Additionally, the central bank said it was boosting its Main Street Lending Program for small businesses with an additional $600 billion in loans as well as $75 billion in funding from the Treasury Department via the Coronavirus Aid, Relief, and Economic Security Act (CARES) fiscal stimulus.

And the Fed is also expanding three other loan facilities it had already set up for consumers and businesses with $850 billion more in credit backed by $85 billion in credit protection from the Treasury Department.

The Fed is hoping that these moves, coupled with numerous other lending programs and the cutting of interest rates to zero, will be able to support the US economy at a time when job losses are mounting and many businesses are being forced to close their doors.

9:49 a.m. ET, April 9, 2020

16.8 million jobless claims were filed over a 3-week period in the US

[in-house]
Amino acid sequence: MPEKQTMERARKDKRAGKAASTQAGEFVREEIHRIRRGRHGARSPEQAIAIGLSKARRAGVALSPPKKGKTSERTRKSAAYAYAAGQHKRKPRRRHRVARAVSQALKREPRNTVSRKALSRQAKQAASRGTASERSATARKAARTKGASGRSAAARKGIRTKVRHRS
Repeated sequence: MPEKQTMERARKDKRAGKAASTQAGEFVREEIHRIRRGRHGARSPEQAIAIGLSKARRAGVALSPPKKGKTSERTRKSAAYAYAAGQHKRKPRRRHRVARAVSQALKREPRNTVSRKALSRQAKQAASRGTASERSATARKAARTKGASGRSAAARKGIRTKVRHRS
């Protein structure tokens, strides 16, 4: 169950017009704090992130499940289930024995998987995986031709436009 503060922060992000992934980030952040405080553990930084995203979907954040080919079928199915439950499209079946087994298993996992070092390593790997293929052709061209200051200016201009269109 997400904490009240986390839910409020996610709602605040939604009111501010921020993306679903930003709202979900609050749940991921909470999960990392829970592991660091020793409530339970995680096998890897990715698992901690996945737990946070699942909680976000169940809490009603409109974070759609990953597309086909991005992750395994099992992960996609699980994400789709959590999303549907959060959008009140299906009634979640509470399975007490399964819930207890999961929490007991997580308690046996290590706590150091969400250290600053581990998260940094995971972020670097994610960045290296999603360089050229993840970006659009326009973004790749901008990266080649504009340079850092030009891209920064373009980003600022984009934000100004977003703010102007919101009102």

From CNN’s Annalyn Kurtz 

City of Hialeah employees hand out unemployment applications to people in their vehicles in front of the John F. Kennedy Library on Wedndesday,April 08,  in Hialeah, Florida.
City of Hialeah employees hand out unemployment applications to people in their vehicles in front of the John F. Kennedy Library on Wedndesday,April 08, in Hialeah, Florida. Joe Raedle/Getty Images

Over the last three weeks, more than 16 million Americans have filed jobless claims with the Department of Labor.

Here's the breakdown of the last three weeks:

  • Week ending April 4: 6,606,000
  • March 28: 6,867,000 (was revised higher)
  • March 21: 3,307,000

Those add up to 16.8 million claims.

The US labor force had 155.8 million people in it as of March, so 16.8 million is roughly 11% of that.

Important: To be clear that's 16.8 million people who filed initial claims. These are applications. Not everyone ends up getting benefits. As of last week, 7.5 million workers filed for their second week of unemployment benefits or more. Those are people who have been approved and are actually obtaining benefits.